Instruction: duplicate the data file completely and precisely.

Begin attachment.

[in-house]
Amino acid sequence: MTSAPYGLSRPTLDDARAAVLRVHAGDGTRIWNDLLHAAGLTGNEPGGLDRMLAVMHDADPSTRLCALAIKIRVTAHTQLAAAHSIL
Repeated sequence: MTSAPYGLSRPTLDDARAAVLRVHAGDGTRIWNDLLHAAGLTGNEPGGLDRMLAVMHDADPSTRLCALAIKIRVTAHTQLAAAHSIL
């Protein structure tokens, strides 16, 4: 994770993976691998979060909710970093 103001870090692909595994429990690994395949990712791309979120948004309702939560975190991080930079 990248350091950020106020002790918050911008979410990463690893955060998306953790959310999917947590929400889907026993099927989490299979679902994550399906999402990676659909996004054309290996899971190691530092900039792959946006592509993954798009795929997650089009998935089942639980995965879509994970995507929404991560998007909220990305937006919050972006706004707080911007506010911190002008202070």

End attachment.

[in-house]
Amino acid sequence: MTSAPYGLSRPTLDDARAAVLRVHAGDGTRIWNDLLHAAGLTGNEPGGLDRMLAVMHDADPSTRLCALAIKIRVTAHTQLAAAHSIL
Repeated sequence: MTSAPYGLSRPTLDDARAAVLRVHAGDGTRIWNDLLHAAGLTGNEPGGLDRMLAVMHDADPSTRLCALAIKIRVTAHTQLAAAHSIL
């Protein structure tokens, strides 16, 4: 994770993976691998979060909710970093 103001870090692909595994429990690994395949990712791309979120948004309702939560975190991080930079 990248350091950020106020002790918050911008979410990463690893955060998306953790959310999917947590929400889907026993099927989490299979679902994550399906999402990676659909996004054309290996899971190691530092900039792959946006592509993954798009795929997650089009998935089942639980995965879509994970995507929404991560998007909220990305937006919050972006706004707080911007506010911190002008202070």